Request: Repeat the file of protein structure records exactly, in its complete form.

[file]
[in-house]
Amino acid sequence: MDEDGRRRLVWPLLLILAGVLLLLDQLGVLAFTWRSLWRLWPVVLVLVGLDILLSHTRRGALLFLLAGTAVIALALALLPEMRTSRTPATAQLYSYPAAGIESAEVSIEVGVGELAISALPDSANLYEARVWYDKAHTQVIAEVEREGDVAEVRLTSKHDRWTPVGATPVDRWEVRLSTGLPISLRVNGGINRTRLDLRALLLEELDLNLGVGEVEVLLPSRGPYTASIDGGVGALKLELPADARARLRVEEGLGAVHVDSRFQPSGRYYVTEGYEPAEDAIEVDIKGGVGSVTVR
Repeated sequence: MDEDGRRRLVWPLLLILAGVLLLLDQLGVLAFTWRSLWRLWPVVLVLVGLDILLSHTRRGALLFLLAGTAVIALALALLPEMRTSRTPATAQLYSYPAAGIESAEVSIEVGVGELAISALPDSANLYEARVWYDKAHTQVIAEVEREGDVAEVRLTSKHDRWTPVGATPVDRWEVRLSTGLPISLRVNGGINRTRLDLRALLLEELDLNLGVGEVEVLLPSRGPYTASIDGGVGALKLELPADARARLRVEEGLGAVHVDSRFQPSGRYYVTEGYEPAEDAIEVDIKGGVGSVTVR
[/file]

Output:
[in-house]
Amino acid sequence: MDEDGRRRLVWPLLLILAGVLLLLDQLGVLAFTWRSLWRLWPVVLVLVGLDILLSHTRRGALLFLLAGTAVIALALALLPEMRTSRTPATAQLYSYPAAGIESAEVSIEVGVGELAISALPDSANLYEARVWYDKAHTQVIAEVEREGDVAEVRLTSKHDRWTPVGATPVDRWEVRLSTGLPISLRVNGGINRTRLDLRALLLEELDLNLGVGEVEVLLPSRGPYTASIDGGVGALKLELPADARARLRVEEGLGAVHVDSRFQPSGRYYVTEGYEPAEDAIEVDIKGGVGSVTVR
Repeated sequence: MDEDGRRRLVWPLLLILAGVLLLLDQLGVLAFTWRSLWRLWPVVLVLVGLDILLSHTRRGALLFLLAGTAVIALALALLPEMRTSRTPATAQLYSYPAAGIESAEVSIEVGVGELAISALPDSANLYEARVWYDKAHTQVIAEVEREGDVAEVRLTSKHDRWTPVGATPVDRWEVRLSTGLPISLRVNGGINRTRLDLRALLLEELDLNLGVGEVEVLLPSRGPYTASIDGGVGALKLELPADARARLRVEEGLGAVHVDSRFQPSGRYYVTEGYEPAEDAIEVDIKGGVGSVTVR